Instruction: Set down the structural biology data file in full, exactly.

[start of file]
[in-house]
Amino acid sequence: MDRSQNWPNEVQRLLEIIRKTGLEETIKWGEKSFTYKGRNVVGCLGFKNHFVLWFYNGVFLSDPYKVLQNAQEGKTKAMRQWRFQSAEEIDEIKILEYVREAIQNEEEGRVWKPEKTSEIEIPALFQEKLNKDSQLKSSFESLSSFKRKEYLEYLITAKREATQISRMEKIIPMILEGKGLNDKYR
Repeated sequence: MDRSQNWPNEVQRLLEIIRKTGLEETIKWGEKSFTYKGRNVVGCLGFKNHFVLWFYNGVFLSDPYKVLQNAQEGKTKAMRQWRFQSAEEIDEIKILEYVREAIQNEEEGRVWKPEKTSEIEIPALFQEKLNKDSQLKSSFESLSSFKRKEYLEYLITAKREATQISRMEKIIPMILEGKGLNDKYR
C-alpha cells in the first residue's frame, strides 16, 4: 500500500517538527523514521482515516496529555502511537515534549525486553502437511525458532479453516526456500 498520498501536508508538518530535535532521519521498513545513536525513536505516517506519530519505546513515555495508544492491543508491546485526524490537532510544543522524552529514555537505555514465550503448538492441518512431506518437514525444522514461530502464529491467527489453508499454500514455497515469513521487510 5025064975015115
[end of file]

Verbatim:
[in-house]
Amino acid sequence: MDRSQNWPNEVQRLLEIIRKTGLEETIKWGEKSFTYKGRNVVGCLGFKNHFVLWFYNGVFLSDPYKVLQNAQEGKTKAMRQWRFQSAEEIDEIKILEYVREAIQNEEEGRVWKPEKTSEIEIPALFQEKLNKDSQLKSSFESLSSFKRKEYLEYLITAKREATQISRMEKIIPMILEGKGLNDKYR
Repeated sequence: MDRSQNWPNEVQRLLEIIRKTGLEETIKWGEKSFTYKGRNVVGCLGFKNHFVLWFYNGVFLSDPYKVLQNAQEGKTKAMRQWRFQSAEEIDEIKILEYVREAIQNEEEGRVWKPEKTSEIEIPALFQEKLNKDSQLKSSFESLSSFKRKEYLEYLITAKREATQISRMEKIIPMILEGKGLNDKYR
C-alpha cells in the first residue's frame, strides 16, 4: 500500500517538527523514521482515516496529555502511537515534549525486553502437511525458532479453516526456500 498520498501536508508538518530535535532521519521498513545513536525513536505516517506519530519505546513515555495508544492491543508491546485526524490537532510544543522524552529514555537505555514465550503448538492441518512431506518437514525444522514461530502464529491467527489453508499454500514455497515469513521487510 5025064975015115